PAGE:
Yesterday, Bethany suggested that the public comments on the American OSTP request for info regarding public access to digital data would be a good target for some data mining:
DHers, let's see some text-mining & viz! All responses to OSTP RFIs on public access to fed-funded research now online: is.gd/jimJ6v—
Bethany Nowviskie (@nowviskie) February 01, 2012
So, I downloaded the pdf and turned it into plain text. I did not do any cleanup; what follows is a brief look at large-scale patterns, with all the caveats and cautions that that implies. I loaded the raw txt into Voyant Tools, where one can do some initial frequency counts and so on – available here. (NB – the corpus reader tool does not seem to work from this link; but all other Voyant tools do. You may also upload the txt file yourself into Voyant, which may solve the corpus reader problem – the txt is available in the zip file below).
Then, as is often my wont, I topic modeled it by individual line (for 25 topics). Below are the raw topics w/o interpretation. I also mapped the topics to their documents using Gephi. As there were >30 000 lines, I pruned to show just the lines where an individual topic accounted for more than 2/3rds of its composition (and joining it to its minor topics). I ran the modularity routine to determine ‘communities’ within those comments; gephi suggests 15 communities. The communities centered on 15, 9, and 23 seem to be most prominent. Here are all my data files (zipped download, ca. 46mb; includes gephi files).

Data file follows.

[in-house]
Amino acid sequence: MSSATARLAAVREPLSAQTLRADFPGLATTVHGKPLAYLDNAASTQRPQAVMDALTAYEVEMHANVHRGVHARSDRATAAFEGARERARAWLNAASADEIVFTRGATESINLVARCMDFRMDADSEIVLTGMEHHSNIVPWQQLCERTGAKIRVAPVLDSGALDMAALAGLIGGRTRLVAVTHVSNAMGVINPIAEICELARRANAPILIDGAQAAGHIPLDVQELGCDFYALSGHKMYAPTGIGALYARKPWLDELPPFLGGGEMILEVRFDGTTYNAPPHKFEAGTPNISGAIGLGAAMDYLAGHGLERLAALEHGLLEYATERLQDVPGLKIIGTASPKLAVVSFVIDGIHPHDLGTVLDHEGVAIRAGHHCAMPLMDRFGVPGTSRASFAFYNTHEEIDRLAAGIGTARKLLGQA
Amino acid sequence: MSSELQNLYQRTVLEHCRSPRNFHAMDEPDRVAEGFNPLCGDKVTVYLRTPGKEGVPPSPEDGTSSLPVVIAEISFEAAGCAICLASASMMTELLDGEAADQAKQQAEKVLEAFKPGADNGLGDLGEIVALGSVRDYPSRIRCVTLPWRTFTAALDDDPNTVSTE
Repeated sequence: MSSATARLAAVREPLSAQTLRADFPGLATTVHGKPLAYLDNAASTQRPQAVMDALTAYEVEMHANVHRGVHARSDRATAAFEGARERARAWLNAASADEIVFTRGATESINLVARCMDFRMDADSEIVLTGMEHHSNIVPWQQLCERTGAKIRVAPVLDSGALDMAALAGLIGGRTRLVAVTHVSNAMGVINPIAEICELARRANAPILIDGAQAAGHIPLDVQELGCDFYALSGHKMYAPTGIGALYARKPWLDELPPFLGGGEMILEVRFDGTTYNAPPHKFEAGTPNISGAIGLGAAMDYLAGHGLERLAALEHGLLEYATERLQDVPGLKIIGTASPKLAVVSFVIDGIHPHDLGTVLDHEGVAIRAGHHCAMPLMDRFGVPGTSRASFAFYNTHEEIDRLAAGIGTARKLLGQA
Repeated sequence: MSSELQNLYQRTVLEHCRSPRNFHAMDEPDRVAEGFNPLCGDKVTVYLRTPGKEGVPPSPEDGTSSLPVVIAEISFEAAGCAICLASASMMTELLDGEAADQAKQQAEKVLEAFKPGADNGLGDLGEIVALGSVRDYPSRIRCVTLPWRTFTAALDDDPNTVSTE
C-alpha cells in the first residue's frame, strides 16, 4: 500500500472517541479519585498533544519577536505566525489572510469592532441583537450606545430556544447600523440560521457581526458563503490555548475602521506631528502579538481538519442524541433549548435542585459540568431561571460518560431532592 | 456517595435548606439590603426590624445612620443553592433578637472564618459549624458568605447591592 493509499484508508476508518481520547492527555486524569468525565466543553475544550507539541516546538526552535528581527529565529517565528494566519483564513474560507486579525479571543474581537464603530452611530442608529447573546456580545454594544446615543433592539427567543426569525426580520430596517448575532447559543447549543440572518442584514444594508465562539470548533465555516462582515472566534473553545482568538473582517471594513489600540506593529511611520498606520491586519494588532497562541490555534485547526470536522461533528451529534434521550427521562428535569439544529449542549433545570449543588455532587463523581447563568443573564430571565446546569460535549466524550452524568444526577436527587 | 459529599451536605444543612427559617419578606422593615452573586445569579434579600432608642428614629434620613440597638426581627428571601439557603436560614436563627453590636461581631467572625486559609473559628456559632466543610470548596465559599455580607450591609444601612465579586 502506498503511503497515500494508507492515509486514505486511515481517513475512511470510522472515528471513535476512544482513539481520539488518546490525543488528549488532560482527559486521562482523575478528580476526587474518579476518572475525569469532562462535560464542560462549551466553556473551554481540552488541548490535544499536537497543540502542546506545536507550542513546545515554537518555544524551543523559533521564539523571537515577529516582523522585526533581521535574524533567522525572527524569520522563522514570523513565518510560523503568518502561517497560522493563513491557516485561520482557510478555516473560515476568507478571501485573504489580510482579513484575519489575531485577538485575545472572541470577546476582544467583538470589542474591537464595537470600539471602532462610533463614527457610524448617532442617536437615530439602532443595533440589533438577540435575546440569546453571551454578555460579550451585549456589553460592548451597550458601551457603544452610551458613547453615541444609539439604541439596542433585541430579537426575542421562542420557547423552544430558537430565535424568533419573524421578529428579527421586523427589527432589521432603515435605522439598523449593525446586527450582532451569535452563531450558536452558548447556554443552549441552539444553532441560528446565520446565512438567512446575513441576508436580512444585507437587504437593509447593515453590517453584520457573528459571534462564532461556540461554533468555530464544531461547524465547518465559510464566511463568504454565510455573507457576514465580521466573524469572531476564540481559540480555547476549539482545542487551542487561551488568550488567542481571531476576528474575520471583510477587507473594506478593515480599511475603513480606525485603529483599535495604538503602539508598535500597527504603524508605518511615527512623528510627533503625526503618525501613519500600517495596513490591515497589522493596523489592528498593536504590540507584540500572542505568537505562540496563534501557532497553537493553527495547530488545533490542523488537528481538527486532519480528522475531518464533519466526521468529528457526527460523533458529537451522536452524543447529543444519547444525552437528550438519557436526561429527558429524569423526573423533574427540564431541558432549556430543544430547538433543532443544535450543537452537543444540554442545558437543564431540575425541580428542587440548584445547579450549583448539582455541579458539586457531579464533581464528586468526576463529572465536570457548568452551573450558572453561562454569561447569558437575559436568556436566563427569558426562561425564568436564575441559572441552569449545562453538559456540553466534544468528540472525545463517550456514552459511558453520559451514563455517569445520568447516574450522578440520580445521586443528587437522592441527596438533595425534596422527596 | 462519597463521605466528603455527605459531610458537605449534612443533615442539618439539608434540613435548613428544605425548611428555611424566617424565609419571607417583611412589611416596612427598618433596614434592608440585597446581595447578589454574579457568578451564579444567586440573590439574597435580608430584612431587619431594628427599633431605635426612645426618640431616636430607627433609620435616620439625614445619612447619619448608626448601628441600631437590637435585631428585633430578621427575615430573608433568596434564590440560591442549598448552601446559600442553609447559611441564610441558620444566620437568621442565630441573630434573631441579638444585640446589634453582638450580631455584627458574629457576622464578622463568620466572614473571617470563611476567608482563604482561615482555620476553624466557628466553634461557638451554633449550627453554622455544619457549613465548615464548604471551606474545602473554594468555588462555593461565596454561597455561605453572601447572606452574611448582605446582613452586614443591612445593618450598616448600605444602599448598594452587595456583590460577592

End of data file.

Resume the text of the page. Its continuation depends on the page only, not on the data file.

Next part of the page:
What does this all mean? I’ll leave it to the reader to decide that for herself. Larger screenshot. (scroll to bottom for update).
List of Topics
UPDATE: This is why the DH & Twitter community is so awesome. I mentioned to Bethany that one mode networks (topics joined directly to other topics on basis of shared composition of a line) would provide a ‘truer’ picture than my two mode networks, and Scott Weingart duly did the heavy lifting:
Scott Weingart (@scott_bot) February 01, 2012
…and the resulting visualization shows that things boil down into two communities, with 24,10, and 12 being most prominent. So which is right, one mode or two mode? While two modes make more apparent common-sense, in terms of analyseses and metrics, you want to go with one modes. Thickness of the line depicts a stronger relationship between the two topics.